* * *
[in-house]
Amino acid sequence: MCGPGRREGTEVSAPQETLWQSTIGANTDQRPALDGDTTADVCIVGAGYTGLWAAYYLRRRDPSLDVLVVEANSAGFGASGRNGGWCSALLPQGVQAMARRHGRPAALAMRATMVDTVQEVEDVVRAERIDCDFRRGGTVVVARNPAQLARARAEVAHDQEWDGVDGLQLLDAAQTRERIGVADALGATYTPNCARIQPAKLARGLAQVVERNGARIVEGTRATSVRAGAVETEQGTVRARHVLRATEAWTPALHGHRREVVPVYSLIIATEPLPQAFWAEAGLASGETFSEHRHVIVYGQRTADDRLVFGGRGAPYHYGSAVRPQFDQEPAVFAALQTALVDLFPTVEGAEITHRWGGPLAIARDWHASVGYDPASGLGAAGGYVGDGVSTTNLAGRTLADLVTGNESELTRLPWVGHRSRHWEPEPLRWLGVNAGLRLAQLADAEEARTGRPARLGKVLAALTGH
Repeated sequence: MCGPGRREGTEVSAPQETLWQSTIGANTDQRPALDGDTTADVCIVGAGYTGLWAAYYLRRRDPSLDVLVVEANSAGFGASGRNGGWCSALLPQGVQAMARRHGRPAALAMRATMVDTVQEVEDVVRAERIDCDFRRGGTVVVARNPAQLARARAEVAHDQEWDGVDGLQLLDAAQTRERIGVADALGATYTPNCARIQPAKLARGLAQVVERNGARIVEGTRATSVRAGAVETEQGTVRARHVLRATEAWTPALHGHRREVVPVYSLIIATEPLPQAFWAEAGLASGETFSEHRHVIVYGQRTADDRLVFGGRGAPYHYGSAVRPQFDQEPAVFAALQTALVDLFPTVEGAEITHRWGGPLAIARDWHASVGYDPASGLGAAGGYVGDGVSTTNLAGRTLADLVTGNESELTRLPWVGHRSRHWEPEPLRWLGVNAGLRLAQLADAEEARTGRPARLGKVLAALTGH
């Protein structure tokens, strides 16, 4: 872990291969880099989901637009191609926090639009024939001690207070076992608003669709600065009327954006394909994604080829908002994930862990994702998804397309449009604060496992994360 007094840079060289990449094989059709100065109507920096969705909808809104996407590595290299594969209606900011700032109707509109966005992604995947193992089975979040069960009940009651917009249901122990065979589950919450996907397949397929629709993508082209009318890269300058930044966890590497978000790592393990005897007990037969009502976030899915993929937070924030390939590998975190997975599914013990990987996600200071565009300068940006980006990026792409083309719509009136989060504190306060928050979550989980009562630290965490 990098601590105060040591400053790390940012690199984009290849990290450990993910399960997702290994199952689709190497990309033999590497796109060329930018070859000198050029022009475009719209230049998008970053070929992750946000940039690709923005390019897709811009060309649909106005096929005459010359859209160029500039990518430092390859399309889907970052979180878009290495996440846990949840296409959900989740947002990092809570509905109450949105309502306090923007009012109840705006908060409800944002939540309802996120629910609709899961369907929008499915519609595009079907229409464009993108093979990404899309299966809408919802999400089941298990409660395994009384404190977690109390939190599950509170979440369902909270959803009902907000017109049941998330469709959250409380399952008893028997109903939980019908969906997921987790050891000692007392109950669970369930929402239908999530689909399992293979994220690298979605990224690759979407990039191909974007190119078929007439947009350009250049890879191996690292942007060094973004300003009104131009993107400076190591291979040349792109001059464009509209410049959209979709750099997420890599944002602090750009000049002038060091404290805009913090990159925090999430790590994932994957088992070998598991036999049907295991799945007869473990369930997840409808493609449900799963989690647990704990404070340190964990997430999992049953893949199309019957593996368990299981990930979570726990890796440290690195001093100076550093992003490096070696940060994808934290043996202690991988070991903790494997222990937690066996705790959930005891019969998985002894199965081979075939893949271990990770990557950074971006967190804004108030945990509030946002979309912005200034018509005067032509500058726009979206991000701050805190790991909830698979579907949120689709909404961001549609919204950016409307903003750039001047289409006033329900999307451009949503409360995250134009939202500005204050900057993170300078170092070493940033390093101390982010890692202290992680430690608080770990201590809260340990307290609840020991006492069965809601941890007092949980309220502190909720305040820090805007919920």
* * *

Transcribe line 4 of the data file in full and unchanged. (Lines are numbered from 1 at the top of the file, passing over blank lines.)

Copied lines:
């Protein structure tokens, strides 16, 4: 872990291969880099989901637009191609926090639009024939001690207070076992608003669709600065009327954006394909994604080829908002994930862990994702998804397309449009604060496992994360 007094840079060289990449094989059709100065109507920096969705909808809104996407590595290299594969209606900011700032109707509109966005992604995947193992089975979040069960009940009651917009249901122990065979589950919450996907397949397929629709993508082209009318890269300058930044966890590497978000790592393990005897007990037969009502976030899915993929937070924030390939590998975190997975599914013990990987996600200071565009300068940006980006990026792409083309719509009136989060504190306060928050979550989980009562630290965490 990098601590105060040591400053790390940012690199984009290849990290450990993910399960997702290994199952689709190497990309033999590497796109060329930018070859000198050029022009475009719209230049998008970053070929992750946000940039690709923005390019897709811009060309649909106005096929005459010359859209160029500039990518430092390859399309889907970052979180878009290495996440846990949840296409959900989740947002990092809570509905109450949105309502306090923007009012109840705006908060409800944002939540309802996120629910609709899961369907929008499915519609595009079907229409464009993108093979990404899309299966809408919802999400089941298990409660395994009384404190977690109390939190599950509170979440369902909270959803009902907000017109049941998330469709959250409380399952008893028997109903939980019908969906997921987790050891000692007392109950669970369930929402239908999530689909399992293979994220690298979605990224690759979407990039191909974007190119078929007439947009350009250049890879191996690292942007060094973004300003009104131009993107400076190591291979040349792109001059464009509209410049959209979709750099997420890599944002602090750009000049002038060091404290805009913090990159925090999430790590994932994957088992070998598991036999049907295991799945007869473990369930997840409808493609449900799963989690647990704990404070340190964990997430999992049953893949199309019957593996368990299981990930979570726990890796440290690195001093100076550093992003490096070696940060994808934290043996202690991988070991903790494997222990937690066996705790959930005891019969998985002894199965081979075939893949271990990770990557950074971006967190804004108030945990509030946002979309912005200034018509005067032509500058726009979206991000701050805190790991909830698979579907949120689709909404961001549609919204950016409307903003750039001047289409006033329900999307451009949503409360995250134009939202500005204050900057993170300078170092070493940033390093101390982010890692202290992680430690608080770990201590809260340990307290609840020991006492069965809601941890007092949980309220502190909720305040820090805007919920």